gives the Huskies a much-needed offensive boost coming off the bench
...In September, Cheri Craddock came to the University of Washington from her Oakland, Calif., home with a Huskies track scholarship.
Four months later, she
has gone home as a scholarship basketball player. She
and UW coach June Daugherty couldn't be happier.
In the first of two Bay Area games this weekend, Craddock
and the Huskies will be at Stanford
tonight for the start of the second half of the Pac-10 Conference season.
Don't be afraid,' " Craddock
said of Orlon Robinson.
Craddock's offensive boldness has resulted in a scoring average of 4.5 points a game, enhanced by the fact she
is averaging just eight minutes of playing time.She
has made 16 of 31 field-goal attempts (51.6 percent), including 4 of 8 3-pointers.
"So, if you just shoot it, you have a better chance of making it," Craddock
is a Husky in part because of the misfortunes of others -- the early retirements of Kayla Burt, Sarah Keeler and Kirsten Brockman and the season-ending foot injuries of Kristen O'Neill and Erica Schelly.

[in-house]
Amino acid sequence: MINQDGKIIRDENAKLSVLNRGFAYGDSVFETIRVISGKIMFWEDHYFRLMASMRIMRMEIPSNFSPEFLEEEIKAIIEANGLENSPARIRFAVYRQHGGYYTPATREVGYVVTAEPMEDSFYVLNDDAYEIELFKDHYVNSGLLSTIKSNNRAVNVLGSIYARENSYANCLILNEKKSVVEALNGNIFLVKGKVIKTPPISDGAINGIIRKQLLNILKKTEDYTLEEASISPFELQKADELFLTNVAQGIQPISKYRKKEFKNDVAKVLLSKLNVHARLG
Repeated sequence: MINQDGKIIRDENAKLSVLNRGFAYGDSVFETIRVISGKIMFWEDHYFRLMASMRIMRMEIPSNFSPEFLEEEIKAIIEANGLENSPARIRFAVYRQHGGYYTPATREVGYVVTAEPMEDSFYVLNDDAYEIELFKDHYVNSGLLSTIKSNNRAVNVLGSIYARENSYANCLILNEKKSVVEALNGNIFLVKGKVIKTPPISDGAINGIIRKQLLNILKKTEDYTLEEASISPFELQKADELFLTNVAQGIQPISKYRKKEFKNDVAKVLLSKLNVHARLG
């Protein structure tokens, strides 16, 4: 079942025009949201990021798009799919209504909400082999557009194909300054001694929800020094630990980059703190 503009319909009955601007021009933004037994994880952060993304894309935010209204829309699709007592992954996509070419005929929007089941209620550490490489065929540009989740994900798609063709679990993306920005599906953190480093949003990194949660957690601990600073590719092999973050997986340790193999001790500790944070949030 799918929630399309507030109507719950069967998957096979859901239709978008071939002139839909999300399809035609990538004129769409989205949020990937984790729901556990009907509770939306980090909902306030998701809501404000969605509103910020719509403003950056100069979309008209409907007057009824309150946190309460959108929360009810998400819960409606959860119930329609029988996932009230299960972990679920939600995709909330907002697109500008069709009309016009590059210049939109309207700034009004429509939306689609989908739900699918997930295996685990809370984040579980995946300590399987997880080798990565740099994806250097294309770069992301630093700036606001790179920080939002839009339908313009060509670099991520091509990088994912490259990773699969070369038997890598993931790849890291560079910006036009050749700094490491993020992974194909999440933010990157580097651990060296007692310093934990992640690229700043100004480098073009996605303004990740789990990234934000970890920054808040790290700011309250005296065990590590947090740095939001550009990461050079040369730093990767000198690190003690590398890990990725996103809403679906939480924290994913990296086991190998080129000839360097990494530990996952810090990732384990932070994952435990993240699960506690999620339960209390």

, a cousin of UW men's team player Nate Robinson, had played for four years for James Logan High School
A tryout was arranged, and Craddock
The plan was for Craddock
So, in the second game of the Pac-10 season, Craddock
debut at Arizona State and scored seven points.
"I always wanted to play basketball," Craddock
wasn't recruited for basketball in high school in part because she
didn't play in the summer or go to the summer camps, at which so much recruiting is done.
"So I guess people didn't really know about me," Craddock
said."I got one scholarship offer for basketball, and that was Washington State."
But by then, she
had agreed to accept a UW track scholarship as a sprinter -- 100 and 200 meters and the 400 relay.
"Track was my main thing," Craddock
said."It was what I did.I'd been running track since I was 4 years old, so it was a given that I was going to run track and just play basketball for my school."
is planning to be a two-sport athlete at Washington, with a favored emphasis on basketball.
"Because track is just a lot of hard work," Craddock